Social media has become part of many consumers’ daily lives. However, due to the private nature of healthcare, providers often assume their messaging is incompatible with these platforms. That couldn’t be farther from the truth.
According to a 2012 study from Pricewaterhouse Cooper, one-third of U.S. adults turn to social media to discuss healthcare. Considering the number of worldwide social media users has more than doubled since the study took place, that percentage has likely grown. Therefore, it’s safe to assume that social media plays a crucial role in patient acquisition.
Social Media & Patient Acquisition
Chances are fairly high that your audience is already on social media — 69% of American adults have an account on at least one social site. Moreover, users are spending over two hours on social media every day. By developing a social media presence, healthcare providers can leverage that time and increase name recognition.
Social media is a free resource, unlike many tactics for getting in front of healthcare consumers and it offers paid options to boost your presence. Yes, it takes time to create posts, but these will slowly get easier once you identify your audience and define your brand’s “voice.”
Finding Your Voice
Everyone on social media has a voice. Individuals and brands adopt a certain way of posting. Often, a business’s voice on social media is more relaxed and less business-like than in other forms of communication. For healthcare practices, especially, it’s important to think about your voice and social media strategy before just jumping into a new platform.
Having a voice helps to humanize your brand, which is one of the most important things a healthcare provider can do on social media. Often, healthcare can be seen as cold, unfeeling and systematic. Social media is the perfect place to be “real.” Showcase your employee who just had a baby. Post a heartfelt message on a national observance related to healthcare, like Nurses Week. Be empathetic. Join in the online conversation and respond to comments or questions promptly on your page.
Consider talking with your audience to gather their input on your brand voice. Ask staff members and patients how they would describe your practice. Think about how you want your brand to appear to people and make them feel when they interact with your page.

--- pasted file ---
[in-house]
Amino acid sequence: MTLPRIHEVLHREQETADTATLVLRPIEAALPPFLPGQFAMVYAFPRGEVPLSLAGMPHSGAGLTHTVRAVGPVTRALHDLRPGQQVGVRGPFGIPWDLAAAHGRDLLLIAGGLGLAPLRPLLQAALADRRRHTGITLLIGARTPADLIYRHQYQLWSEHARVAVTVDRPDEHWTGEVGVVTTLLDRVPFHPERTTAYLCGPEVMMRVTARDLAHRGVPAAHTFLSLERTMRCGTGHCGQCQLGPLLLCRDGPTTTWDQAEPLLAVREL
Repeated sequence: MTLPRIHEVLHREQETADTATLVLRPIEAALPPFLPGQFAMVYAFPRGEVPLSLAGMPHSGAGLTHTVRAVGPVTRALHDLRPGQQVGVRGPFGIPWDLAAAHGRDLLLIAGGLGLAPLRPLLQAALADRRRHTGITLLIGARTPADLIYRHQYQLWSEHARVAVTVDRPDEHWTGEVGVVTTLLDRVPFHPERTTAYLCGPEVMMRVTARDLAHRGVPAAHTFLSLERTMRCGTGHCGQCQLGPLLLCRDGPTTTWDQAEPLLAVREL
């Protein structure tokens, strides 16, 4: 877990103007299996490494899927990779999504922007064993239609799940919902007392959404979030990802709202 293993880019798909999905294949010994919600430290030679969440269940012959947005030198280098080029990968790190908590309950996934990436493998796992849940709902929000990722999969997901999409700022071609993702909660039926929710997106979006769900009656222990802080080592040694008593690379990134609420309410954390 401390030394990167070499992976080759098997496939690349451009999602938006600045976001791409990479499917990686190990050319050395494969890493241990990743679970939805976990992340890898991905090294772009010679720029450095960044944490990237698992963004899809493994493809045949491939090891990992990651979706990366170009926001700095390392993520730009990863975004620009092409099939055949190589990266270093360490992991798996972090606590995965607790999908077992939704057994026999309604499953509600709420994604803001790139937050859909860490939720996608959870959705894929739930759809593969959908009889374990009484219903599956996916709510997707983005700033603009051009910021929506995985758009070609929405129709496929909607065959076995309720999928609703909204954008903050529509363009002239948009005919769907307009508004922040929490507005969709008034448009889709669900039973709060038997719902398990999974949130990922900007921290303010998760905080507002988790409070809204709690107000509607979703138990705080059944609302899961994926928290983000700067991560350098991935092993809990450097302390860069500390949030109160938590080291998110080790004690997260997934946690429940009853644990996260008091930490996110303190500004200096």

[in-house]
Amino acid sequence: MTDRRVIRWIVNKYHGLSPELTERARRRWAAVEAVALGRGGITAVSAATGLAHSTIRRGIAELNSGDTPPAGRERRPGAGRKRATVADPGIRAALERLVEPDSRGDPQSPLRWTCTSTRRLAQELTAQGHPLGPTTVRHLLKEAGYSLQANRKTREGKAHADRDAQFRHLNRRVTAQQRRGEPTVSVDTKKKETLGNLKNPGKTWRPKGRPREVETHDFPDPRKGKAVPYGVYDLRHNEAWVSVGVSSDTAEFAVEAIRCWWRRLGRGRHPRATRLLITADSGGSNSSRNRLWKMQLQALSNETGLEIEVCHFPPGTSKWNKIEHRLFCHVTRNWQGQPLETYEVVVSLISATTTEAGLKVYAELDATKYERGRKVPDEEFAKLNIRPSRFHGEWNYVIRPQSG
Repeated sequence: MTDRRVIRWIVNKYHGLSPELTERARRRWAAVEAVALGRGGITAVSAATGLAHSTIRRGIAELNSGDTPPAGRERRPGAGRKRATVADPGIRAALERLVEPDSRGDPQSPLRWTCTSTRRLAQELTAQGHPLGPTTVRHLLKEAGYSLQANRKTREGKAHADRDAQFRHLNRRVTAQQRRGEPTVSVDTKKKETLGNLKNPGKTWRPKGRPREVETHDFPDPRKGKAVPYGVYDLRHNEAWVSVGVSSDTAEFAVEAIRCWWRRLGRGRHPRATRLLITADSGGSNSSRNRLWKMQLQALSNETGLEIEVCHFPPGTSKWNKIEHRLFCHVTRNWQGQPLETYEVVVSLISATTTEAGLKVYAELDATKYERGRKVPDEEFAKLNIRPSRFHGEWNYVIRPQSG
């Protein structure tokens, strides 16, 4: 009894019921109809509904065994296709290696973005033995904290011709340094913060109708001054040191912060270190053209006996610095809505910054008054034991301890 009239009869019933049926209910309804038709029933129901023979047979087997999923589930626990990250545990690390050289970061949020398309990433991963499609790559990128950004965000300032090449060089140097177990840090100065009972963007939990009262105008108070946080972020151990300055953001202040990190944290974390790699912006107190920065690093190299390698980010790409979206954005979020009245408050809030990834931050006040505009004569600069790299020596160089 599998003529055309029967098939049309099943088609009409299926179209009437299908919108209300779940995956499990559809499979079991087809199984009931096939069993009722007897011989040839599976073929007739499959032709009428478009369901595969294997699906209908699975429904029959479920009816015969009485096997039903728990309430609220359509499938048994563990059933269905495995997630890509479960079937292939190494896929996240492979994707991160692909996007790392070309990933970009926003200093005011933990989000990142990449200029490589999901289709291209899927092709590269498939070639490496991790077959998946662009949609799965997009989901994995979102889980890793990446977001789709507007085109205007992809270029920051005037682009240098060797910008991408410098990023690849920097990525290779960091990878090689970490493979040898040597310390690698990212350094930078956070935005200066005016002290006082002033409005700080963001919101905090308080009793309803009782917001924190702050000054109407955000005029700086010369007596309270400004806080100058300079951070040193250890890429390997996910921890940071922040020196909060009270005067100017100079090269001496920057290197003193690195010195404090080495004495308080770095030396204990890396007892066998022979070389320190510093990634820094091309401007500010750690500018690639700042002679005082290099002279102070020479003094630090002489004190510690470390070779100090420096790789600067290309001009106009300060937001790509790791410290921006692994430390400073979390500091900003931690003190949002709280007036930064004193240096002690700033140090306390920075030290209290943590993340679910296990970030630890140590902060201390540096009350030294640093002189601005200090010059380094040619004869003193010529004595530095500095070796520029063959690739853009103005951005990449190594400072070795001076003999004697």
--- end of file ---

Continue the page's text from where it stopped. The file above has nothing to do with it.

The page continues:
Once you’ve found your voice, it’s time to decide what to post. We gave you a few examples above, but there are plenty of other ways to share with your audience. Share testimonials or create informative posts for new patients so they can get to know your practice. Link to blogs and other thought leadership pieces, so patients not only find value on your page but view your organization as an industry leader. If your patients are usually only in your office once a year, social media can be a great way to stay in front of them consistently with information.
Different Channels, Different Strategies
Depending on where your ideal audience is and where you want to be most active, you’ll probably have to create different posts for different platforms. Instagram, for example, is entirely image- and video-based and doesn’t allow links in its posts. Twitter, on the other hand, has a 280-character limit. Facebook is good for video content and LinkedIn is a great place for sharing thought leadership content with industry professionals. While Pinterest is a visual search engine, not a true “social media” platform — it works much more like Google than Facebook.
PatientBond’s patient engagement platform has a section entirely dedicated to social media and patient acquisition, and we can help increase your Google reviews and improve their quality. We’ve helped clients achieve 4.5- or 5-star reviews consistently and increase their Net Promoter Score by 30 percent. Our platform will also notify you of any problems affecting member satisfaction so you can address them in real time.
If you want to communicate with your audience more effectively, our psychographic segmentation model can classify patients into one of five groups based on their attitudes, values, personalities and more. In turn, this data can help you determine what content and voice your audience is most likely to respond to. For instance, if you find most of your audience is Willful Endurers, who prefer to live in the moment, you’ll want your content to focus on their motivations. You could do this by pointing out improvements they have made, how they can make small change today and how easy it is to take the first step to healthier living. By tailoring the voice using psychographics, you’ll motivate your audience to take action.
Social media isn’t something to consider adding to your strategy anymore. 37% of consumers are inspired to make purchases through social networks, higher than any other channel. If you’re not already on social media, it’s time to take the plunge. With PatientBond’s patient engagement platform and psychographic segmentation model, you can find your voice, strengthen your performance and engage with patients who are already online.
For more on how psychographic segmentation can enhance your social media presence and improve your patient acquisition strategy, download our case study.